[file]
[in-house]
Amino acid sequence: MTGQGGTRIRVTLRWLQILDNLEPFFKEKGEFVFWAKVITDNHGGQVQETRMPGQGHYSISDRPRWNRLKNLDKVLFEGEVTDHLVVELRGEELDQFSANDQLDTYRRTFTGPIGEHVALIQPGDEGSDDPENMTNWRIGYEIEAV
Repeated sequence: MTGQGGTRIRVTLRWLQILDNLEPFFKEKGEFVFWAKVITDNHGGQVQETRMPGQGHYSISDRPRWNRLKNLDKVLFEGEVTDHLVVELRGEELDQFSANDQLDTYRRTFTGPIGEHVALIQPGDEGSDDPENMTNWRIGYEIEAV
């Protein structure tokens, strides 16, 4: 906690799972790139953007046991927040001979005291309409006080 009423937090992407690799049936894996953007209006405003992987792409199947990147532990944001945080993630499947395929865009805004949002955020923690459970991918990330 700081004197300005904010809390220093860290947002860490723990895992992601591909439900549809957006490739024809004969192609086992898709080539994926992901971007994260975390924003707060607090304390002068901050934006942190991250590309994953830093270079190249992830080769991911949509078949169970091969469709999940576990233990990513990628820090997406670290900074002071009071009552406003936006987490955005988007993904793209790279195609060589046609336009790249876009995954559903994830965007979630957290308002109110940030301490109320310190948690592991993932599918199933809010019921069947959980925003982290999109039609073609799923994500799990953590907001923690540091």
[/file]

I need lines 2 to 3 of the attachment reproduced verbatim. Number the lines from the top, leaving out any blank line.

Amino acid sequence: MTGQGGTRIRVTLRWLQILDNLEPFFKEKGEFVFWAKVITDNHGGQVQETRMPGQGHYSISDRPRWNRLKNLDKVLFEGEVTDHLVVELRGEELDQFSANDQLDTYRRTFTGPIGEHVALIQPGDEGSDDPENMTNWRIGYEIEAV
Repeated sequence: MTGQGGTRIRVTLRWLQILDNLEPFFKEKGEFVFWAKVITDNHGGQVQETRMPGQGHYSISDRPRWNRLKNLDKVLFEGEVTDHLVVELRGEELDQFSANDQLDTYRRTFTGPIGEHVALIQPGDEGSDDPENMTNWRIGYEIEAV